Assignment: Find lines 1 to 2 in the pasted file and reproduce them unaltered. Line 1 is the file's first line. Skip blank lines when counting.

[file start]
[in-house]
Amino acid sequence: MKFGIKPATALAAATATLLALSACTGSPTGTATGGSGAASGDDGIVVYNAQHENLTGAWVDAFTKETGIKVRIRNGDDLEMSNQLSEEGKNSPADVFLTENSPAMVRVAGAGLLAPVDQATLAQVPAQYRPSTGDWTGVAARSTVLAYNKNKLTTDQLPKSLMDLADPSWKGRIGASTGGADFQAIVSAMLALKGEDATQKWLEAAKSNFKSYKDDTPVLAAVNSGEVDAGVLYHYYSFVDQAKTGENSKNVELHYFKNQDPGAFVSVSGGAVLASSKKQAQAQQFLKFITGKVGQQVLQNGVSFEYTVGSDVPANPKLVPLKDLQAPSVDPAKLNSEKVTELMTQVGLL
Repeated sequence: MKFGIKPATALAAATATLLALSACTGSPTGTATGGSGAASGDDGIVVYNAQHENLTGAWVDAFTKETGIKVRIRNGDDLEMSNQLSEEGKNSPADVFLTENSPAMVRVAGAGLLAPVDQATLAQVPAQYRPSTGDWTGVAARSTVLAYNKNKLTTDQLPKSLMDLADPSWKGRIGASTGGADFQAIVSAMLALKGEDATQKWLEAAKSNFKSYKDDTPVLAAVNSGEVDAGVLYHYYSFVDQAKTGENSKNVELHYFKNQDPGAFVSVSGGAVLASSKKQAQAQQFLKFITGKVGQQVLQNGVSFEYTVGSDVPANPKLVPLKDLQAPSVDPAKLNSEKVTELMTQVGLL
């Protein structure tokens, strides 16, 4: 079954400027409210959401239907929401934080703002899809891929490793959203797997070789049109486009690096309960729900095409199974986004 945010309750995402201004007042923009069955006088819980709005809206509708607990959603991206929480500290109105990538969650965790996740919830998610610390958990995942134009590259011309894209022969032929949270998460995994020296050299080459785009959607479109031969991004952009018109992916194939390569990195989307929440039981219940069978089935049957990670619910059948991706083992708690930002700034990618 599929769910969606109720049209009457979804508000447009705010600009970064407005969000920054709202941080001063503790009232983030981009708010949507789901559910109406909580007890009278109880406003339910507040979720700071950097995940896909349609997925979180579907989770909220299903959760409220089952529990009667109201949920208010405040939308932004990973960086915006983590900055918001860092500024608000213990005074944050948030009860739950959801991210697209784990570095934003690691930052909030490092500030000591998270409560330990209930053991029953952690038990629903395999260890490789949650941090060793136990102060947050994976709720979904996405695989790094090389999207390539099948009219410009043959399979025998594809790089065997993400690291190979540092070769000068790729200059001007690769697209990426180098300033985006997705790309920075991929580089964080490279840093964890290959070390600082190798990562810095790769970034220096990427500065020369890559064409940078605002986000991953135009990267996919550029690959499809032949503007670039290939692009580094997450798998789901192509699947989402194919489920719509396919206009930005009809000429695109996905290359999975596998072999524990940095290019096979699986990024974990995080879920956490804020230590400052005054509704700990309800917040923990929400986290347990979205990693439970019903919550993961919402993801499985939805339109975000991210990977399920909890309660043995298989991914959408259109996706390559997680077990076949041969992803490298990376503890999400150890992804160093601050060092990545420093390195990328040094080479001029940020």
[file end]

[in-house]
Amino acid sequence: MKFGIKPATALAAATATLLALSACTGSPTGTATGGSGAASGDDGIVVYNAQHENLTGAWVDAFTKETGIKVRIRNGDDLEMSNQLSEEGKNSPADVFLTENSPAMVRVAGAGLLAPVDQATLAQVPAQYRPSTGDWTGVAARSTVLAYNKNKLTTDQLPKSLMDLADPSWKGRIGASTGGADFQAIVSAMLALKGEDATQKWLEAAKSNFKSYKDDTPVLAAVNSGEVDAGVLYHYYSFVDQAKTGENSKNVELHYFKNQDPGAFVSVSGGAVLASSKKQAQAQQFLKFITGKVGQQVLQNGVSFEYTVGSDVPANPKLVPLKDLQAPSVDPAKLNSEKVTELMTQVGLL